Mobile phones have helped police in cracking several cases, writes
K.V. Subramanya

THE RECENT arrest of a six-member gang that allegedly robbed a real estate agency staff of Rs. 10 lakh cash at gunpoint on Castle Street has again showed that the advent of mobile phone has not only made communication easier and faster but also helped the police in cracking some major crimes.

After obtaining the mobile phone number of one of the suspects, the police tracked the phone and eventually arrested him and his two accomplices from a cinema in Thiruvananthapuram. Later, the police arrested their three accomplices in Bangalore and Madikeri. An officer connected with the investigation said tracing the gang would not have been possible if not for the mobile phone.

A look at some of the important crimes detected by the city police in the past few years show that in many cases, where there were hardly any leads, the investigators succeeded in tracing the suspects solely on the basis of call details of mobile phones.

The most important of such detections was in the murder of realtor Subbaraju. He was shot dead at his office on Seshadripuram Main Road in Vyalikaval police station limits in January 2000.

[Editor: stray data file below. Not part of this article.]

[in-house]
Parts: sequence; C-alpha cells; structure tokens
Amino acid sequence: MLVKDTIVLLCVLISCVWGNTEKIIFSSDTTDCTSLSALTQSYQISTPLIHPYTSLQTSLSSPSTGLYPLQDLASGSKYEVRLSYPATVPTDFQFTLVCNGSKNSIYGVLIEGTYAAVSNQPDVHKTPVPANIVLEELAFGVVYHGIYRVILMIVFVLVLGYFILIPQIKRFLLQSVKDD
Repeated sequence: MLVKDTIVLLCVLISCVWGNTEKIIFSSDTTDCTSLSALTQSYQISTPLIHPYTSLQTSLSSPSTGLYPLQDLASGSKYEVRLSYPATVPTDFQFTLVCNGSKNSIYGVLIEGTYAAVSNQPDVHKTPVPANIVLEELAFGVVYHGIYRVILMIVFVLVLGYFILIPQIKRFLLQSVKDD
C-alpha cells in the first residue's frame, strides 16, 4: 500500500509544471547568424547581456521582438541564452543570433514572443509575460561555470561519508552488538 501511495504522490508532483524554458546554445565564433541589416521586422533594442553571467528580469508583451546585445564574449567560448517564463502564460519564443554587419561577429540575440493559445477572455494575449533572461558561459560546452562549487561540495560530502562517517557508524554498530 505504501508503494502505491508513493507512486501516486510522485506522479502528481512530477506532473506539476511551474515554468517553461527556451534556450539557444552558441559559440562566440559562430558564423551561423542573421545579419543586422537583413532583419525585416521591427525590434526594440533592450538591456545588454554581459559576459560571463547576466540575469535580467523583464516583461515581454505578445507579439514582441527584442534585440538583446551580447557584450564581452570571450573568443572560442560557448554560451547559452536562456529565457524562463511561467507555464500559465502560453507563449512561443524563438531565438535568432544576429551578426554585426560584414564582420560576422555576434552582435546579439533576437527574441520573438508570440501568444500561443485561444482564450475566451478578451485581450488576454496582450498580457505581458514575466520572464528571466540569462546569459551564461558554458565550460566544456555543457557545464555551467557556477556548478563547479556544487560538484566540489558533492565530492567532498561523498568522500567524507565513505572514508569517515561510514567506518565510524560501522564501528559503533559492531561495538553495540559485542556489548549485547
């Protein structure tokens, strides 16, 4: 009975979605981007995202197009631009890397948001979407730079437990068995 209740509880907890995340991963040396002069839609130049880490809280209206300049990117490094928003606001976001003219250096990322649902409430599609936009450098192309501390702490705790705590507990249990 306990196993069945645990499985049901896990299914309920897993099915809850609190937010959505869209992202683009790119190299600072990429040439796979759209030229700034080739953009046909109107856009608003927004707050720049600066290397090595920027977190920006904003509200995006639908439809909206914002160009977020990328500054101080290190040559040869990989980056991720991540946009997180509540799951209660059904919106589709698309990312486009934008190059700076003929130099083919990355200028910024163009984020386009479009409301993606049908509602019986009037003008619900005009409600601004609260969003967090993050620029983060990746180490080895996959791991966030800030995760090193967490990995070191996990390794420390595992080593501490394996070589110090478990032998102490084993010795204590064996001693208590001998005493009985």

The two sharpshooters, who had shot at Subbaraju, inadvertently dropped their mobile phone while escaping in an autorickshaw. It was the details of calls made from and to the mobile phone that gave the clue to the police that the Mumbai underworld had a role in the realtor’s killing. Subsequently, the police arrested Yusuf Bachkana who had shot at the realtor. He was later convicted by a city court.

Some time ago, the Fraser Town police arrested Manjunath alias Raju (18) who had allegedly murdered Kaladevi Chandramani (78) in Sindhi Colony. The police, who had no leads, by chance got the mobile phone number of her domestic help Manjunath, and found that he had made several calls to a number in Muddenahalli in Arkalagud taluk of Hassan district. A police team that went to Muddenahalli gathered information about Manjunath and arrested him at Saligrama in K.R. Nagar taluk.

Even in the sensational case of software engineer Girish, who was killed near the viewpoint on Koramangala Ring Road, certain SMSs that were sent to the “hired killers” from his fiancée’s mobile phone, provided vitals leads which led to the arrest of the accused.

If the police were able to catch a software engineer, who a few years ago had made an anonymous call that bombs had been planted at the office of the IT major Wipro on Mahatma Gandhi Road, it was because of a mobile phone.

The engineer had called the mobile phone of a Wipro executive and had told him that bombs were planted in the IT firm. The telephone number of a coin-operated booth, from which the hoax call was made, was displayed on the executive’s mobile phone. The police promptly traced and arrested the engineer.